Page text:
The Bruiserweight and the King exceeded my expectations, and my expectations were high. This was a fantastic story from start to almost-finish. Ricochet’s decision to prove he could play Dunne’s game in the opening third immediately sent a message this would be different than your average indie dream match. It was also really well executed. The UK champ shined and Ric mostly held his own. Spots where he was overmatched were by design, and allowed him to show off his in-ring storytelling chops, as his frustration at being out grappled by Dunne was clear. If Matt Bloom and the coaches at the Performance Center can get Ricochet’s promo work up to the caliber of his non-verbal acting, there will be no stopping him, at any level.

A great stretch followed, with Dunne attempting to utilize the rest of his arsenal to end the match. Rather than throw a bunch of nearfalls at us - and this had those, too - we got a lot of counters which allowed Ricochet to show off his aerial ability while still selling the hand the Bruiserweight worked over in the opening part of the match. Spots like landing on his feet escaping the x-plex before hitting a standing shooting star press had me screaming “WHAT!?!?” And these guys were just getting warmed up.

The counters went both ways, too. Dunne answered high-flying offense with strong style strikes and even submission attempts. A springboard 450 into a triangle? Escaped via deadlift brainbuster? What the %#(& was I even watching!?!?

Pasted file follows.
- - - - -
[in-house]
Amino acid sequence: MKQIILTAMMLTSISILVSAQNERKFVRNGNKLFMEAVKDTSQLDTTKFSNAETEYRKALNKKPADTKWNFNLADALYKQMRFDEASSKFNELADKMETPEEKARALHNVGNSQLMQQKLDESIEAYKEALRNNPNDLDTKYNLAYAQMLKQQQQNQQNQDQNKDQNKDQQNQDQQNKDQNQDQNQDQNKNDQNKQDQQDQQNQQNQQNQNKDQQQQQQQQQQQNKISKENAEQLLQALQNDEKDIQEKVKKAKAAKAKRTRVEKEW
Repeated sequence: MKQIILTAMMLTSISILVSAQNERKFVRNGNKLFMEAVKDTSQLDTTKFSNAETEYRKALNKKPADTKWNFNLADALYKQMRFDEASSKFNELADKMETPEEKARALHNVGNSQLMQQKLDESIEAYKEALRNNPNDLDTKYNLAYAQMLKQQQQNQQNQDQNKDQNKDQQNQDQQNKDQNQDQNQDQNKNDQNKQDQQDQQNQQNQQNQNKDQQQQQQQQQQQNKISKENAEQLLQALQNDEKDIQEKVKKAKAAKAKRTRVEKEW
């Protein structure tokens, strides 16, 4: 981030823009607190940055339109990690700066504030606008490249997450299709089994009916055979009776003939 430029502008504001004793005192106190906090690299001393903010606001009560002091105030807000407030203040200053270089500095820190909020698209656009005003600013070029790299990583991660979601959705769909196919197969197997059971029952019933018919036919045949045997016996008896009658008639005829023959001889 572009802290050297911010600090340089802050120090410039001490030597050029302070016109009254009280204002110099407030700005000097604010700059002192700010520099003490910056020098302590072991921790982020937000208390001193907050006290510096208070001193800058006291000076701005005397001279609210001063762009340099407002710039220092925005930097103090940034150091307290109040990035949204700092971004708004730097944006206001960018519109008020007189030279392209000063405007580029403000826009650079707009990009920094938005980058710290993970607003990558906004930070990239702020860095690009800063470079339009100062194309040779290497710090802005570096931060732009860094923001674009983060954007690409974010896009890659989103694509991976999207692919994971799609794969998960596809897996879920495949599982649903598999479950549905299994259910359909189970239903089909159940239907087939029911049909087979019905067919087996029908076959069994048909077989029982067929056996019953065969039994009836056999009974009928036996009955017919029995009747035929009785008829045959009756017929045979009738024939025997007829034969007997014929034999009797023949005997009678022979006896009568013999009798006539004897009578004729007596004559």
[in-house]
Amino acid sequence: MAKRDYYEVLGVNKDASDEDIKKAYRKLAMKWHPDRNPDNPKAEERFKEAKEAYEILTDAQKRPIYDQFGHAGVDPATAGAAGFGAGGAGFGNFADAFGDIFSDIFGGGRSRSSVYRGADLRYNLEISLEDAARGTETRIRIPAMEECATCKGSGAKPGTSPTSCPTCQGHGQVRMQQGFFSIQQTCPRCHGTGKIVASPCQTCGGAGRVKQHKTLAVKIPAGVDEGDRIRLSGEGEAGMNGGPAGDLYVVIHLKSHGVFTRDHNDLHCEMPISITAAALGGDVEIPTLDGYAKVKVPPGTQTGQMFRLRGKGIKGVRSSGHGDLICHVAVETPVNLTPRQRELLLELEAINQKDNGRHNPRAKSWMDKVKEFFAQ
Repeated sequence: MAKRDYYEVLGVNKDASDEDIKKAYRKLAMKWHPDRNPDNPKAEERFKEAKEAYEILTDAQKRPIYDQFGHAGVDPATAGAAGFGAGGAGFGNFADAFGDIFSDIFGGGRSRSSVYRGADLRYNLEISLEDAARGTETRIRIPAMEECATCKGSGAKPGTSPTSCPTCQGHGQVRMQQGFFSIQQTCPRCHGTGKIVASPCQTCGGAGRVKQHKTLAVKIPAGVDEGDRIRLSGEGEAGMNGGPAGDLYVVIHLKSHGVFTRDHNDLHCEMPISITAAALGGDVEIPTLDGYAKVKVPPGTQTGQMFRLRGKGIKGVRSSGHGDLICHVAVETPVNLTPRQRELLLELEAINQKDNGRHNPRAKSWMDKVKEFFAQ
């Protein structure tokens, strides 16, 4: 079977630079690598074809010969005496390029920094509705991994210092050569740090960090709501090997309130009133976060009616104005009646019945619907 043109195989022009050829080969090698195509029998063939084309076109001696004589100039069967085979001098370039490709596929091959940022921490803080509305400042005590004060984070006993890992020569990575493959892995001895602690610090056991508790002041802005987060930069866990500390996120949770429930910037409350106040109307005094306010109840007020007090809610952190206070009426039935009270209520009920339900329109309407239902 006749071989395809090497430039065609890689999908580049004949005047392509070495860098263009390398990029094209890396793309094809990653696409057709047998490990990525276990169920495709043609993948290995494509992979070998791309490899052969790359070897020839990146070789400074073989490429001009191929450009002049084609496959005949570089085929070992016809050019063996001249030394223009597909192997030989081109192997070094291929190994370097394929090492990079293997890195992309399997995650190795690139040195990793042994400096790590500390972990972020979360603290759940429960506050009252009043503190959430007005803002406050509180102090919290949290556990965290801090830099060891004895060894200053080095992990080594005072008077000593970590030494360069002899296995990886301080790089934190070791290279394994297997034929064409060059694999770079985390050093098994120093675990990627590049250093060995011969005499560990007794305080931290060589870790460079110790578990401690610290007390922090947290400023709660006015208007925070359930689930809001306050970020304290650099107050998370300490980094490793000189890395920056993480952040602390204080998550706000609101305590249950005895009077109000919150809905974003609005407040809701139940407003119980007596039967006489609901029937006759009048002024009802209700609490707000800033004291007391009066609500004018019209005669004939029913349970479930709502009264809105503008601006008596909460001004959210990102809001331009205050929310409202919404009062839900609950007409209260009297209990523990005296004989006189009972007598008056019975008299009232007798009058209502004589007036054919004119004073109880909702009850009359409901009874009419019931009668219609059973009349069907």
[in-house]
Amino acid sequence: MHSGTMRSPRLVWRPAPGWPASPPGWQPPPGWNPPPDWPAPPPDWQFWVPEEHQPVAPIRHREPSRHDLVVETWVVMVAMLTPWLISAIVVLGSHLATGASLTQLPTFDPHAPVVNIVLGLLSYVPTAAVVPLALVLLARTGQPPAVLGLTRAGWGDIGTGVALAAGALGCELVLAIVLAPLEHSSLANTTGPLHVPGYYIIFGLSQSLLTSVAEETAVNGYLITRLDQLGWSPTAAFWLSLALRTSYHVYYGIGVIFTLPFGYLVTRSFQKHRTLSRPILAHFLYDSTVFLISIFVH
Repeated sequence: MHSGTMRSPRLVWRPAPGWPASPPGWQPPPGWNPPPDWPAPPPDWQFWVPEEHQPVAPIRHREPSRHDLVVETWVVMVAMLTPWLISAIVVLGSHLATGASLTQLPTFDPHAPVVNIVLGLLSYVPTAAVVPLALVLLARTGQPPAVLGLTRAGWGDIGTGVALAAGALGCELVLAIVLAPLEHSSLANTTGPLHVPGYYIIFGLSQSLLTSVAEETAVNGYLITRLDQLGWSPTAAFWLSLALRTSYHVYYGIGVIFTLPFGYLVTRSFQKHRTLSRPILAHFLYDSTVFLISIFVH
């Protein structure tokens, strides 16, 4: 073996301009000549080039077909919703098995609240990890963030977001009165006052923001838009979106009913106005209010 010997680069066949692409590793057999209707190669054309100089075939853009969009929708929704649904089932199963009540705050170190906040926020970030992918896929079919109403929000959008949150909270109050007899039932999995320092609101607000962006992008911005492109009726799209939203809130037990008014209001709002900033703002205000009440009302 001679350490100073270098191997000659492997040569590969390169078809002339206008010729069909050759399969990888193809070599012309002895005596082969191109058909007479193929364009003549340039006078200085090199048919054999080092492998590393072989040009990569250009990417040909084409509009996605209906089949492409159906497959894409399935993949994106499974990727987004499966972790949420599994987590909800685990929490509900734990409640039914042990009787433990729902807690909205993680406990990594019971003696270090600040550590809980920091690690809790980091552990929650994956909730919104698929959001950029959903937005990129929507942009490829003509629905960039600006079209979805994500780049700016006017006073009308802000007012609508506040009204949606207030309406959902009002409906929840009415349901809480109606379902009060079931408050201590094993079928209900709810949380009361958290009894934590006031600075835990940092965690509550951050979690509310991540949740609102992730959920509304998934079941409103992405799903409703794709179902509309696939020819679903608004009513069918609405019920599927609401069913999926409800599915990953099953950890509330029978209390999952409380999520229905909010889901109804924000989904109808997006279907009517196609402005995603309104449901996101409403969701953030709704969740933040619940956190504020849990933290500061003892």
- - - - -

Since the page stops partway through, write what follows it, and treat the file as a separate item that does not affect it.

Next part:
Now, back to that run-in. As I mentioned, it’s not a tool this show pulls out of its black-and-yellow toolbox very often. When they do, it’s in service of something big down the road. That sure looks like WarGames, and while a repeat of the three trios format isn’t my first choice, I’m not gonna complain about this collection of talent doing anything.

Often when any promotion cuts off a highly anticipated showdown like this one, they do it as a way to not give away too much of a future pay-per-view caliber version of the match. Maybe they did that here. But if they did, I’m not sure I can handle Ricochet and Dunne with the shackles off. I don’t feel deprived of anything other than a two belt champ, and I’m not sure I want one of those anyway.

But I do want to see these men battle again. It’s clear they will. And even the way they wearily stumbled around the ring with their titles, eyeing each other with respect but a renewed drive to find out who’s the better man, was pretty perfect.

It’s a one match show, but oh what a match.

Grade: A-